- Tchagra tchagra
Length 20-22 cm, mass 42-54 g. Large bill.
Adult: Has a brown crown, grey to white eyebrow and black eyestripe. The back is olive brown and the rump is olive grey. The tail is black and brown, tipped white, and the wings mainly rufous and olive-brown. The underparts are grey except for the the chin and throat, which are greyish white.
Juvenile: Similar to the adult, but more olive above. The eyebrows are more buffy and the tail is tipped buff.
There are three subspecies based on differences in bill length, shade of rufous on upperparts and shade of grey on underparts:
- T. t. tchagra from southern South Africa east of Uitenhage is described above;
- T. t. caffrariae from south-eastern South Africa (Uitenhage to Port Edward) has a smaller bill, more rufous crown, more buffy eyebrow and paler underparts than the nominate race;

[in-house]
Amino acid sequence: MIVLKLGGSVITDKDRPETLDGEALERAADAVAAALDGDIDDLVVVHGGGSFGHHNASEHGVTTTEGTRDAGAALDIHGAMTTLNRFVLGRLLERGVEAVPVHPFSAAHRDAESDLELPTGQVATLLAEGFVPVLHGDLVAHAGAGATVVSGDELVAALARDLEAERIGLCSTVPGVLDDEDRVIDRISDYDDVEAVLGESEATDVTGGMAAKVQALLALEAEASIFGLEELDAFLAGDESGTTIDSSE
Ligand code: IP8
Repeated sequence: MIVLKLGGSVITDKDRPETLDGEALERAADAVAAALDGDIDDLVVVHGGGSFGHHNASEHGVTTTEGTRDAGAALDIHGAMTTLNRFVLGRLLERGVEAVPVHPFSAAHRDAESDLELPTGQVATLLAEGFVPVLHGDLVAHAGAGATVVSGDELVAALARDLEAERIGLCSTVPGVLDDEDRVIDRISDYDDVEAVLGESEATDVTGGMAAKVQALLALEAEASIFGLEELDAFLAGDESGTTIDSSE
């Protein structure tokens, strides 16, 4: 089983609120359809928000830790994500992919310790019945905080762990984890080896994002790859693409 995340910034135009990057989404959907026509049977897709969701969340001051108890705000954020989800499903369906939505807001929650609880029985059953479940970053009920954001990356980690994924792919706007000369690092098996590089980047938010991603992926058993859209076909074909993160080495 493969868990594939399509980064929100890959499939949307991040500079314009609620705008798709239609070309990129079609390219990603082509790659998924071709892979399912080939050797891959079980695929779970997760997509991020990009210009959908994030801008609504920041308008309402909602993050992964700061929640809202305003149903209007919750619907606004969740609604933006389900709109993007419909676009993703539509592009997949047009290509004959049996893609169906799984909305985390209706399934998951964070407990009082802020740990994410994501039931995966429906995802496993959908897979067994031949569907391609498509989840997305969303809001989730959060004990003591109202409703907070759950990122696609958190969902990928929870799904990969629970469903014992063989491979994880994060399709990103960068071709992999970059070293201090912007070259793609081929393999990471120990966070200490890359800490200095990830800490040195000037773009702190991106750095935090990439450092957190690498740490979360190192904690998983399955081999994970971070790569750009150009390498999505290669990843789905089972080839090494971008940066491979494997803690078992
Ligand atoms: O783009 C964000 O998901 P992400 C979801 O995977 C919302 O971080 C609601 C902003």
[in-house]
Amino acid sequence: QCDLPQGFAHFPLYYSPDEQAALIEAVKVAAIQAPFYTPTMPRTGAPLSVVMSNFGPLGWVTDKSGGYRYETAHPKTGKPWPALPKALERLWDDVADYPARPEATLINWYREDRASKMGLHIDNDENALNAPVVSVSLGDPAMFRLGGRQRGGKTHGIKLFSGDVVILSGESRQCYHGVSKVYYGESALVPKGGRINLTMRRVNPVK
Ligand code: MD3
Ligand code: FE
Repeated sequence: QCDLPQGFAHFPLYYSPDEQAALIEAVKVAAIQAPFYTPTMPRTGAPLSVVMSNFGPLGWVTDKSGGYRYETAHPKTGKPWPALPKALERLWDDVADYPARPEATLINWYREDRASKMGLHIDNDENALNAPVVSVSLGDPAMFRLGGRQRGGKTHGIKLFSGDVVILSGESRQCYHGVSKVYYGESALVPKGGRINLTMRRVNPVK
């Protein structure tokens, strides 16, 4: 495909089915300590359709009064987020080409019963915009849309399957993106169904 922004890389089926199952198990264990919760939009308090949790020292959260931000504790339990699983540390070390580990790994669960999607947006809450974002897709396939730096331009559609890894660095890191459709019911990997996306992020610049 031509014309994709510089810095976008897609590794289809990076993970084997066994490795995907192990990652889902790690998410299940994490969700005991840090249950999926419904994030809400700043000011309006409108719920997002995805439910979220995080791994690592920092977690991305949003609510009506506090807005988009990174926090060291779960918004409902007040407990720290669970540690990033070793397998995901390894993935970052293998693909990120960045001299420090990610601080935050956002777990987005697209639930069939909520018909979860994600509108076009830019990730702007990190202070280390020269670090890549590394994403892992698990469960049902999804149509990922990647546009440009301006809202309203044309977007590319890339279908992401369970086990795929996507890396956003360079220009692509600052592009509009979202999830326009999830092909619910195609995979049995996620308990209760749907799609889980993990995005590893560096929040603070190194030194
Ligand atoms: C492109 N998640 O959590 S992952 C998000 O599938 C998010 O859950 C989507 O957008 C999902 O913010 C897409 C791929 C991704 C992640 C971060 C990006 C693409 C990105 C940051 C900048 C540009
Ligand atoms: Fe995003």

- T. t. natalensis from KwaZulu-Natal, Swaziland and Mpumalanga has a smaller bill and is paler than T. t. caffrariae, with a redder crown.
Coastal bush, forest margins, dense fynbos, thickets and dense Acacia stands near watercourses.
Forages singley or in pairs, often on the ground, for invertebrates, fruit, seeds and molluscs. Generally stays close to, or in, dense cover. Flies with rapid wingbeats alternating with glides.
Breeding: Monogamous and territorial. The nest is a cup of plant material well-concealed in a bush, usually less than a metre above the ground. Two to three eggs are laid August to December. Parasitised by the Jacobin Cuckoo.